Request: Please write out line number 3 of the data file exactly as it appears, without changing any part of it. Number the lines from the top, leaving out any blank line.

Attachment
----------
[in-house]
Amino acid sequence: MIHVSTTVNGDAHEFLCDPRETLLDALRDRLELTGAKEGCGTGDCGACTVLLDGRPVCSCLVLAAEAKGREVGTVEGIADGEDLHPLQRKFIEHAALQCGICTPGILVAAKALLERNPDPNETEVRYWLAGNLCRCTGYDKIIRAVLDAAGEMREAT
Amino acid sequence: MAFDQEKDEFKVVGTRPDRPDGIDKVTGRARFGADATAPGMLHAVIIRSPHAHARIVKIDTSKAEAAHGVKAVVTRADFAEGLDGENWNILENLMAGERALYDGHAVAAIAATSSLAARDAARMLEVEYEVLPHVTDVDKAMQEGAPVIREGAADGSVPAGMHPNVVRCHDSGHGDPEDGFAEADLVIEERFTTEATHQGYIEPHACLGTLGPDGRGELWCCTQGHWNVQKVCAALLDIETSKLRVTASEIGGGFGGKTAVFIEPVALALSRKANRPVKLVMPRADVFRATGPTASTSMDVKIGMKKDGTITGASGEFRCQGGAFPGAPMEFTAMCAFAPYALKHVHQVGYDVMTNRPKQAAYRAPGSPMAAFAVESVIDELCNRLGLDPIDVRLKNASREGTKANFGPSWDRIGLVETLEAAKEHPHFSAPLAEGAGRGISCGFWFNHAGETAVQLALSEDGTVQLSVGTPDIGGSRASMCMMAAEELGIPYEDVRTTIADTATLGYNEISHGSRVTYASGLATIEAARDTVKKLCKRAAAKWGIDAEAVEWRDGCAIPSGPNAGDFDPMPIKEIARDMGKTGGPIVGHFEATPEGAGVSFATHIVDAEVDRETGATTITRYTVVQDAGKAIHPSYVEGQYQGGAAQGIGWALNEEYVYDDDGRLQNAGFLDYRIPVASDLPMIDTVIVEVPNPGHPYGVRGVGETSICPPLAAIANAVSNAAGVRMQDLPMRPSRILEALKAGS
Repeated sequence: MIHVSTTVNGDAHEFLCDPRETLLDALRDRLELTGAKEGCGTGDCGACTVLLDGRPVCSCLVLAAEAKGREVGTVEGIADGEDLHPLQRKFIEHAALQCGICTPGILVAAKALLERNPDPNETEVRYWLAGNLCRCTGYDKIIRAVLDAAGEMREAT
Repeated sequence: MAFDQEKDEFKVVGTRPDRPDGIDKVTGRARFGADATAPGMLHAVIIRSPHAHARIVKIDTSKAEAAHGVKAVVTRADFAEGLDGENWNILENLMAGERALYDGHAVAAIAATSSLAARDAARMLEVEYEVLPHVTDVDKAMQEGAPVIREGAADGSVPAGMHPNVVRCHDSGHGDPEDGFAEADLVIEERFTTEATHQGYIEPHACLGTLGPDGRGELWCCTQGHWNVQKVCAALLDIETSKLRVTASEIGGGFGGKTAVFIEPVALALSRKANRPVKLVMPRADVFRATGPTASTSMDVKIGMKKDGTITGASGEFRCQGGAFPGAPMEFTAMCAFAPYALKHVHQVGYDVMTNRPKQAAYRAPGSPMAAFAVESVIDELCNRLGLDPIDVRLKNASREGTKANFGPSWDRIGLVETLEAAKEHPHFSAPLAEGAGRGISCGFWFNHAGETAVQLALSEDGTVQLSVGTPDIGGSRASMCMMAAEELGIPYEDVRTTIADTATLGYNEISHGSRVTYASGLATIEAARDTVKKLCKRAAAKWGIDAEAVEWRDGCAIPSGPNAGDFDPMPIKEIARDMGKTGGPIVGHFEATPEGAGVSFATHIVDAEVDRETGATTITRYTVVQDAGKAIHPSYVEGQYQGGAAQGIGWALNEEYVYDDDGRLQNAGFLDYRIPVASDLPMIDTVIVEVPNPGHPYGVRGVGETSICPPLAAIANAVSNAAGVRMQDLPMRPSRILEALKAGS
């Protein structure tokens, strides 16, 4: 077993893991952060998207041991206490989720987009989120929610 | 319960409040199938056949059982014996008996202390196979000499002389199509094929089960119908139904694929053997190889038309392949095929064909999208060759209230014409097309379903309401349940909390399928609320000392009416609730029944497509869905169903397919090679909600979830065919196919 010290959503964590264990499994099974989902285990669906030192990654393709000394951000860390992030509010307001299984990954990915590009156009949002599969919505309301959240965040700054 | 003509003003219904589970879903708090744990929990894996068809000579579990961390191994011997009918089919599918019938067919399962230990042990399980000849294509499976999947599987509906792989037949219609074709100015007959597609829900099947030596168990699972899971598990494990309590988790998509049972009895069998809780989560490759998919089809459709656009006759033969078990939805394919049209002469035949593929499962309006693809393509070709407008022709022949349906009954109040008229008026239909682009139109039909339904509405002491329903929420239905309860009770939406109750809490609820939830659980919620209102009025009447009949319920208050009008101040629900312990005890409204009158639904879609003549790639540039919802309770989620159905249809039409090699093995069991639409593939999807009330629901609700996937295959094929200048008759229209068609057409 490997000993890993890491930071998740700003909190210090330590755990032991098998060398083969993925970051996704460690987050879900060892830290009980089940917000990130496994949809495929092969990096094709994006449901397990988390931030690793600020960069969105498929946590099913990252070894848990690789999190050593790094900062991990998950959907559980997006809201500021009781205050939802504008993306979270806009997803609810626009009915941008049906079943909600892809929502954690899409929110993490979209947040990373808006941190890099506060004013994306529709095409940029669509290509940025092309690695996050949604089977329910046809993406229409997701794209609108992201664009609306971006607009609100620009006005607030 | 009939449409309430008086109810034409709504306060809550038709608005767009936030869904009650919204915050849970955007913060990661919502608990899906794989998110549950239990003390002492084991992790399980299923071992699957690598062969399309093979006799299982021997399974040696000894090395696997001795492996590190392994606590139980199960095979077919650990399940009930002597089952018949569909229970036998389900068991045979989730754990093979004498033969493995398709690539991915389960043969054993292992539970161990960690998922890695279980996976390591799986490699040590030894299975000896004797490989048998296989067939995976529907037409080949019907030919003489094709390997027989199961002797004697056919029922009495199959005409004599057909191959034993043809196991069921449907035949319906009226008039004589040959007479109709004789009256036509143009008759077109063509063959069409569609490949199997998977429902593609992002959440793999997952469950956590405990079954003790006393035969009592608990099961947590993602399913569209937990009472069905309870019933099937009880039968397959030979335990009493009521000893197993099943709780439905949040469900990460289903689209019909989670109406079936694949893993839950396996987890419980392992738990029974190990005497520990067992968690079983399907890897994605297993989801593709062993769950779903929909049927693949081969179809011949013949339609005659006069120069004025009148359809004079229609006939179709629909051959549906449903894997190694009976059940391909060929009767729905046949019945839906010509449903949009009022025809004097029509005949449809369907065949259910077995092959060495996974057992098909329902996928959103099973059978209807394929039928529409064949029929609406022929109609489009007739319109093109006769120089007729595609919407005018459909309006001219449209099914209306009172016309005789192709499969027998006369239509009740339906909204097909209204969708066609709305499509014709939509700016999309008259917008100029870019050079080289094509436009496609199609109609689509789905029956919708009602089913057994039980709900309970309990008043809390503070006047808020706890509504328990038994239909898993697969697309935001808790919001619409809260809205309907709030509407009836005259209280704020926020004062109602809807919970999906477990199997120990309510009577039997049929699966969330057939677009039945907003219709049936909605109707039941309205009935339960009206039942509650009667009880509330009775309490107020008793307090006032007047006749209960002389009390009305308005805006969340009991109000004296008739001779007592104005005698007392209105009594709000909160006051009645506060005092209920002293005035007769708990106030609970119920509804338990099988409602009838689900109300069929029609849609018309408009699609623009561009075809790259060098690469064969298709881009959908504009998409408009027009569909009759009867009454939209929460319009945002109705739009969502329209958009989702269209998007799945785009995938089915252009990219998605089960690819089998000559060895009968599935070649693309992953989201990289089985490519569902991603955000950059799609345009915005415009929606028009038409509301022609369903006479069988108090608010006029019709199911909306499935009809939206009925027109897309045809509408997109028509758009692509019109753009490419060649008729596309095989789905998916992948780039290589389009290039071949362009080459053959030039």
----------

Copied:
Amino acid sequence: MAFDQEKDEFKVVGTRPDRPDGIDKVTGRARFGADATAPGMLHAVIIRSPHAHARIVKIDTSKAEAAHGVKAVVTRADFAEGLDGENWNILENLMAGERALYDGHAVAAIAATSSLAARDAARMLEVEYEVLPHVTDVDKAMQEGAPVIREGAADGSVPAGMHPNVVRCHDSGHGDPEDGFAEADLVIEERFTTEATHQGYIEPHACLGTLGPDGRGELWCCTQGHWNVQKVCAALLDIETSKLRVTASEIGGGFGGKTAVFIEPVALALSRKANRPVKLVMPRADVFRATGPTASTSMDVKIGMKKDGTITGASGEFRCQGGAFPGAPMEFTAMCAFAPYALKHVHQVGYDVMTNRPKQAAYRAPGSPMAAFAVESVIDELCNRLGLDPIDVRLKNASREGTKANFGPSWDRIGLVETLEAAKEHPHFSAPLAEGAGRGISCGFWFNHAGETAVQLALSEDGTVQLSVGTPDIGGSRASMCMMAAEELGIPYEDVRTTIADTATLGYNEISHGSRVTYASGLATIEAARDTVKKLCKRAAAKWGIDAEAVEWRDGCAIPSGPNAGDFDPMPIKEIARDMGKTGGPIVGHFEATPEGAGVSFATHIVDAEVDRETGATTITRYTVVQDAGKAIHPSYVEGQYQGGAAQGIGWALNEEYVYDDDGRLQNAGFLDYRIPVASDLPMIDTVIVEVPNPGHPYGVRGVGETSICPPLAAIANAVSNAAGVRMQDLPMRPSRILEALKAGS